A hallmark of an effective compliance program is the existence of a well-functioning process for the investigation of allegations of misconduct. Is your compliance investigation process well-functioning? The four signs I look for are (1) a comprehensive written protocol; (2) consistency of handling and discipline; (3) after-action learning takes place; and (4) reporters are directly acknowledged.

1/The written protocol

It surprises me how many commercial stage life science companies don’t have a written investigations protocol. You need one!

Your written protocol should cover:

  • Who handles intake of reports
  • What type of reports must be elevated to the investigation function
  • What are the criteria for when conduct becomes an investigation
  • Who is informed about an investigation – likely this will be tiered based on the significance of the conduct or people involved
  • Who conducts the investigation, determines if done under privilege
  • Expected timelines for completion of investigations
  • Documentation required and where stored, typically investigation plan, interview memos, final report
  • A process for closing investigations, including how and who determines discipline, who receives notice, plan for after-action learning

2/Consistency of process and discipline

You have an investigation protocol, but what happens in practice? Bottom line is shortcuts to the normal process are a problem, especially if based on a person’s level in the company, whether they are a critical employee, a high performer or if the findings could hurt the company.

In fact, in these circumstances it is often more important to have more process. Shortcuts resonate through your organization, undermine trust in your compliance systems and the investigation process.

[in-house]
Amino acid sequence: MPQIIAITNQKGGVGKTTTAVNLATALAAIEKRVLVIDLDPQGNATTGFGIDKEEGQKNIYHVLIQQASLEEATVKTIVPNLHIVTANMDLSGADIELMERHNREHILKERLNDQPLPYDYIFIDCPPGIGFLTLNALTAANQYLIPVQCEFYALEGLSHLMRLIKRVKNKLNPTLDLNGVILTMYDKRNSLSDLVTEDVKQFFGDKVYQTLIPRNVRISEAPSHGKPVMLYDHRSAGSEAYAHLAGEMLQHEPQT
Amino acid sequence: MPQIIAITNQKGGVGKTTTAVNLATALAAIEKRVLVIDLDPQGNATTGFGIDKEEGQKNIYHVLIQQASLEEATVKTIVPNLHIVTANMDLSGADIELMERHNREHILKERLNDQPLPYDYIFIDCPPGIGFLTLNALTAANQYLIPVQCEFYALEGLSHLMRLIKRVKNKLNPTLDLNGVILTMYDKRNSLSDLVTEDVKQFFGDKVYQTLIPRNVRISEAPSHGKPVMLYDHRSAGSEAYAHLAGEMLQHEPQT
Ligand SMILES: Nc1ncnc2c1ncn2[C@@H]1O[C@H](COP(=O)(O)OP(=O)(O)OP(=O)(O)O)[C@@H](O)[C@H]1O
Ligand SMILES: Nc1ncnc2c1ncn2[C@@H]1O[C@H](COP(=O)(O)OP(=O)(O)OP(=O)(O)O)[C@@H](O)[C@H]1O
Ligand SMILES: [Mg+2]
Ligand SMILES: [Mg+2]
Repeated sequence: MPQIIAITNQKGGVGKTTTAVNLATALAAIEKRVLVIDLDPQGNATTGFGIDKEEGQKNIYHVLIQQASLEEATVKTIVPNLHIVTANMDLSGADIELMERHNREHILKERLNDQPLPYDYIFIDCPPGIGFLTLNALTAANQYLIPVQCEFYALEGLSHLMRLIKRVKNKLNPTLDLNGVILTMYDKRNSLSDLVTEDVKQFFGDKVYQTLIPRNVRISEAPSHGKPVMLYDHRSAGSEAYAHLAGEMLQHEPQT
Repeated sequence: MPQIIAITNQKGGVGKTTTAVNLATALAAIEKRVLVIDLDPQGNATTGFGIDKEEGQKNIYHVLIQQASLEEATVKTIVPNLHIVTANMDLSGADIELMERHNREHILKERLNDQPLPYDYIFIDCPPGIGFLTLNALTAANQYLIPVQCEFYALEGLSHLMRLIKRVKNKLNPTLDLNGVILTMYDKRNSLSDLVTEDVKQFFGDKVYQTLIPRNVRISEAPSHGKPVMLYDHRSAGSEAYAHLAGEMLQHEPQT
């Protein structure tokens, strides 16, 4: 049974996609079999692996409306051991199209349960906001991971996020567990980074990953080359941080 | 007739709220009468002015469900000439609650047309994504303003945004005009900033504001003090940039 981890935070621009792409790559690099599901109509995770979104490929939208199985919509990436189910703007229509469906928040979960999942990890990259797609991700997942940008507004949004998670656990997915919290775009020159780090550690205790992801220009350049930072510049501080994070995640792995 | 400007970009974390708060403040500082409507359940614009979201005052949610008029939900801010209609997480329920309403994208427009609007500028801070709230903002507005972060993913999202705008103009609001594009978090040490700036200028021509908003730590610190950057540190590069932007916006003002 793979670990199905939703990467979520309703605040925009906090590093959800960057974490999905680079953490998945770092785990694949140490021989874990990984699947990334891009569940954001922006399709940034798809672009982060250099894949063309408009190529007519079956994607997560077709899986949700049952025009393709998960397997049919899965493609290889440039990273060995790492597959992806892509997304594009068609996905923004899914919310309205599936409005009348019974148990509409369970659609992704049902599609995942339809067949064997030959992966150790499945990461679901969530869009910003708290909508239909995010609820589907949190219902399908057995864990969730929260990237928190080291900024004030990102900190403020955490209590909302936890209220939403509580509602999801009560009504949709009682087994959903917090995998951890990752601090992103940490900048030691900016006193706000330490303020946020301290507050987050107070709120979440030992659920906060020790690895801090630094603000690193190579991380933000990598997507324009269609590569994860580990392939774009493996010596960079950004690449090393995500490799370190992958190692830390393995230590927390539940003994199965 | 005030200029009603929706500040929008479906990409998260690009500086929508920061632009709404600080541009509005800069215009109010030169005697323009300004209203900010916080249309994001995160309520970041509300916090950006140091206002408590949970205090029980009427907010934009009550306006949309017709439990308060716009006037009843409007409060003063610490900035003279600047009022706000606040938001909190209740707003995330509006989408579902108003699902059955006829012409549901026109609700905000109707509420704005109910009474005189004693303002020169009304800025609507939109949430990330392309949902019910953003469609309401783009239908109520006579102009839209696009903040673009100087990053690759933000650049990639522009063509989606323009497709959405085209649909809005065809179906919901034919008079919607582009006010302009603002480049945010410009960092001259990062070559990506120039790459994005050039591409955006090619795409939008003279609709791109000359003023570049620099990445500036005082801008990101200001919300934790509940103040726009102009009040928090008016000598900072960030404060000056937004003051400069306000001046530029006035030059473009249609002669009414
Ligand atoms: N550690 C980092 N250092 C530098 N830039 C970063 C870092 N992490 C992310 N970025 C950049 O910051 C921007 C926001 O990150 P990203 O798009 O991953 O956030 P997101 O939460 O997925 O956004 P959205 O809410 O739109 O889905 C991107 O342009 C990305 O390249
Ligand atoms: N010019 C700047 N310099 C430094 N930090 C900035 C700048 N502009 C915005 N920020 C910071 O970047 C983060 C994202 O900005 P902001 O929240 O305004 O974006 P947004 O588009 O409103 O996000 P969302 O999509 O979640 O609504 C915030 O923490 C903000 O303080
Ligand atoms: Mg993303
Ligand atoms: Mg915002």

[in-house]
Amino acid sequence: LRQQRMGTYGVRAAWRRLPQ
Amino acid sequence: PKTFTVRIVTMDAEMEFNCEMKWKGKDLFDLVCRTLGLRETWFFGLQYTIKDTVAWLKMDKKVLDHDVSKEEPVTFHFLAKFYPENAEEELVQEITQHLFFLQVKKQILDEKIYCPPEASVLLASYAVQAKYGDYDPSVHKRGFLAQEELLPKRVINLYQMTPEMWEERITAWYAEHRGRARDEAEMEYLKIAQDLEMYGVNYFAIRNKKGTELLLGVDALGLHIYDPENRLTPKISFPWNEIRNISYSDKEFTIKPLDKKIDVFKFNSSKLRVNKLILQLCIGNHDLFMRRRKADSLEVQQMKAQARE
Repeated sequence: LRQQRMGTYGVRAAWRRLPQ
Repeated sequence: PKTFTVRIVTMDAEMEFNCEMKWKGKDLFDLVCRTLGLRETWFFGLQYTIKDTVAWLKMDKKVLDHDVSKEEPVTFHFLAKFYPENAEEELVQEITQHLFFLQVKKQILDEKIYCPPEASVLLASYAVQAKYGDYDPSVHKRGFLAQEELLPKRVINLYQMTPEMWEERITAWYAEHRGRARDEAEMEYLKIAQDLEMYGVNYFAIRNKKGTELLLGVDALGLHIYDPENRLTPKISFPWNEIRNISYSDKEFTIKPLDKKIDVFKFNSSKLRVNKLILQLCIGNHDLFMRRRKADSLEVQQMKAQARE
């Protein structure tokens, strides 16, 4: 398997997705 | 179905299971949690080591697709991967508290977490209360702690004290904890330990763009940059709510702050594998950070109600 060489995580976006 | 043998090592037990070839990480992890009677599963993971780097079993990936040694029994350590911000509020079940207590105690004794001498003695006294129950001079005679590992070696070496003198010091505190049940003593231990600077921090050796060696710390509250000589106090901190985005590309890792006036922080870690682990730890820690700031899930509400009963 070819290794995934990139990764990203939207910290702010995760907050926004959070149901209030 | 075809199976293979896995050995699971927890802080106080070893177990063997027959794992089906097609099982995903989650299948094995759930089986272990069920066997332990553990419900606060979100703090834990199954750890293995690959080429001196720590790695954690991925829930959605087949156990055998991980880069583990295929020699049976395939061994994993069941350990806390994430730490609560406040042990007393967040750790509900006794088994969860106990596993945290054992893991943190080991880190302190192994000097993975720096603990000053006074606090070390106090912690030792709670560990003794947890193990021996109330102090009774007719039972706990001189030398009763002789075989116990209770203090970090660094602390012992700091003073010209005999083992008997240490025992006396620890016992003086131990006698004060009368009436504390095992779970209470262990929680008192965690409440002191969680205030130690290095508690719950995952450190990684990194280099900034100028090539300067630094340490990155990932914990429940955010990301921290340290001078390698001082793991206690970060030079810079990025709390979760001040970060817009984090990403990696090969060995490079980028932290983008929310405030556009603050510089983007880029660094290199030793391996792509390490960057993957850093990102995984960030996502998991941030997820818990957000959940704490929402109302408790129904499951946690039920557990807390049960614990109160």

On discipline, many companies have written guidance on what type of discipline is required by specific deviations of policy. This is a good practice and worth the investment of time.

3/Effective After-Action Planning

A process failure I often see is a lack of follow-up when the investigation is done. Lessons learned need to be communicated to the right people and an action plan developed and executed. Failure to do this is a missed opportunity. A formal part of your investigation process should be communicating after-action learnings and tracking an action plan to make sure learnings are implemented.

4/Reporters are acknowledged

I’ve had the misfortune of handling numerous government investigations and whistleblower cases and in most the whistleblower made efforts to reach out to compliance. What happened? Most often they didn’t feel heard. Do you have a system for acknowledging reports? Is there follow-up directly with the reporter? Do you close out with the reporter?

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Dan Curto

For more than 20 years Dan Curto has been focused on helping life sciences companies solve legal, compliance and regulatory challenges. Dan was a member of the international law firm of McDermott, Will & Emery from 1998 to 2012. As a partner at…

For more than 20 years Dan Curto has been focused on helping life sciences companies solve legal, compliance and regulatory challenges. Dan was a member of the international law firm of McDermott, Will & Emery from 1998 to 2012. As a partner at McDermott, his practice focused on guiding life sciences companies through government investigations, litigation, and compliance remediation. Since 2012, Dan has held various leadership positions at Sanofi, Biogen and BeiGene, including lead global commercial roles, heading a global investigation function that oversaw all internal and external compliance and government investigations and serving as head of global litigation and enterprise risk management. Dan opened Curto Pharma Law and Compliance in 2021 to provide counsel and compliance on demand support to Life Sciences companies.